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[61] For because they were persuaded by him to covet the sovereignty of the sea, they lost even their leadership on land; so that if one were to assert that they became subject to the dominion of their present ills1 when they attempted to seize the dominion of the sea, he could not be convicted of falsehood. Alcibiades, however, after having caused these great calamities, was restored to his city, having won a great reputation, though not, indeed, enjoying the commendation of all.2

1 For this play of words— ἀρχή“beginning,” ἀρχή“dominion” — cf. Isoc. 4.119, Isoc. 3.28, Isoc. 8.101.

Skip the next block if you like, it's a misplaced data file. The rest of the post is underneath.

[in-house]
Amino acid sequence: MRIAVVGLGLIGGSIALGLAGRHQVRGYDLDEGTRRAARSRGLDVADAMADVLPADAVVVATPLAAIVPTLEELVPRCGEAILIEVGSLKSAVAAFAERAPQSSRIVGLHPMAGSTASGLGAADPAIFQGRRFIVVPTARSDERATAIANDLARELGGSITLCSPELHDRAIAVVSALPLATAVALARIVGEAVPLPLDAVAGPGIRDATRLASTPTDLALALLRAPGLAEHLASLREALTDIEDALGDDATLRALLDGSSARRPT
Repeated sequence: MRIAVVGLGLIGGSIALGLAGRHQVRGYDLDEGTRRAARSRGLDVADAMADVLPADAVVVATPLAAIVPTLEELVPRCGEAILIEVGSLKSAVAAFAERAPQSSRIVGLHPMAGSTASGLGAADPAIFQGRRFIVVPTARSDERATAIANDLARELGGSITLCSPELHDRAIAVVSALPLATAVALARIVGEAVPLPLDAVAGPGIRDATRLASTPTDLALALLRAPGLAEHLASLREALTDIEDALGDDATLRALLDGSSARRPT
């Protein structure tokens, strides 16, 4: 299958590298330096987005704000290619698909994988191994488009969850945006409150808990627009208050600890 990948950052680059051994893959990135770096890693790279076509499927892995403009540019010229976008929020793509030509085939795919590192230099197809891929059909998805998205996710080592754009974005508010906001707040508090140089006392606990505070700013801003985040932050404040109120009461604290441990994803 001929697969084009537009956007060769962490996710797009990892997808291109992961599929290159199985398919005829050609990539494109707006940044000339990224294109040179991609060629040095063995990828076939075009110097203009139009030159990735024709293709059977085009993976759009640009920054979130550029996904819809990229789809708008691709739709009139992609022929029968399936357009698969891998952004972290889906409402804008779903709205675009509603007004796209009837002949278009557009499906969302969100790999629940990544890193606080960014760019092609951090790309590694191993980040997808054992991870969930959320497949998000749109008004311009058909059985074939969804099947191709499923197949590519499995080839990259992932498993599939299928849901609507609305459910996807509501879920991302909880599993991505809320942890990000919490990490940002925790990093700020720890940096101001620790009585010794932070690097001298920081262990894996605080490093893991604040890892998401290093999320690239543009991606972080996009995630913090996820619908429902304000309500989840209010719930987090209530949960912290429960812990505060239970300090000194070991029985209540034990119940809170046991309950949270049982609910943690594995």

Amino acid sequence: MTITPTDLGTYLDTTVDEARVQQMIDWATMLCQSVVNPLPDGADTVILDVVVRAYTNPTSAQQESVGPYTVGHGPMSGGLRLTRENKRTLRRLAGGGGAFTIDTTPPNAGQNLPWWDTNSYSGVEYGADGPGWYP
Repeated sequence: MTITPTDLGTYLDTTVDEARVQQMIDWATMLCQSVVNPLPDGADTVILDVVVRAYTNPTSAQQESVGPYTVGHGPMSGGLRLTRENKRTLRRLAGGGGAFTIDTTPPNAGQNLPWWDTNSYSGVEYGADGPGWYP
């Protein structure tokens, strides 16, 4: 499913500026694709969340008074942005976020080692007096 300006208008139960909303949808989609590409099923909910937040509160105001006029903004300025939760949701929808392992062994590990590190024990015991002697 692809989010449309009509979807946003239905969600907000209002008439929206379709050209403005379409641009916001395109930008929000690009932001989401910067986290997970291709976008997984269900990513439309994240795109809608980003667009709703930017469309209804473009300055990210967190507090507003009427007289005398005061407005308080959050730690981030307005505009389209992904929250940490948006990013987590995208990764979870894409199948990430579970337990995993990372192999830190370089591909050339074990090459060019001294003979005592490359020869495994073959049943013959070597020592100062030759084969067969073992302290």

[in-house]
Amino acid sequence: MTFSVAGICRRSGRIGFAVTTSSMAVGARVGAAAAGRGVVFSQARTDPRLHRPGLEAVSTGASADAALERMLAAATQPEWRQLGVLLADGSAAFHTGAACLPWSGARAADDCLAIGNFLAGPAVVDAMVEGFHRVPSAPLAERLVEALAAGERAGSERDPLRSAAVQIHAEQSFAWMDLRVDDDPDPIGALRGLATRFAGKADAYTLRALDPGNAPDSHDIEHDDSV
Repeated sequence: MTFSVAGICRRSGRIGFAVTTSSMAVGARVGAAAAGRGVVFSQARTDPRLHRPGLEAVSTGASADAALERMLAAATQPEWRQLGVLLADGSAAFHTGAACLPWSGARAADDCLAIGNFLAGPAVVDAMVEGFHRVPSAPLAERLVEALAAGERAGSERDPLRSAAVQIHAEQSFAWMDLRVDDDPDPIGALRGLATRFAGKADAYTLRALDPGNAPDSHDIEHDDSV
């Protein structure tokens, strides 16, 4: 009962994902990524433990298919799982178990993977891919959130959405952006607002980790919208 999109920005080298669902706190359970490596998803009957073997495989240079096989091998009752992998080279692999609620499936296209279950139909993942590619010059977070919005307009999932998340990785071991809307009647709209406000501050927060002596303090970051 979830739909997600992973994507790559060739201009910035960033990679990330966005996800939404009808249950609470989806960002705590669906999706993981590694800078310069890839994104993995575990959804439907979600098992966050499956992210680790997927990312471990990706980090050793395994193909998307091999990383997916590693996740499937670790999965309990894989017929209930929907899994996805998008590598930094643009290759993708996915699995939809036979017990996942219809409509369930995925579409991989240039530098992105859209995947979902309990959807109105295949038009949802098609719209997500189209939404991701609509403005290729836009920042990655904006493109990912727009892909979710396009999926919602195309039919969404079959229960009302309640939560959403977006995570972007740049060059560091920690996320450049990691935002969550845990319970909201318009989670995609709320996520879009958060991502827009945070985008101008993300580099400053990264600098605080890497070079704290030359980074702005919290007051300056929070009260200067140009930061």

2 At length Alcibiades fell out with Athens' enemies, and began to intrigue in her favor; and so effectively did he work that his services were recognized at home and he was welcomed back to take again a leading part in the life of Athens, 408 B.C. There appears to have been no open opposition to his return. The many who distrusted him probably thought him less dangerous at home than in exile.

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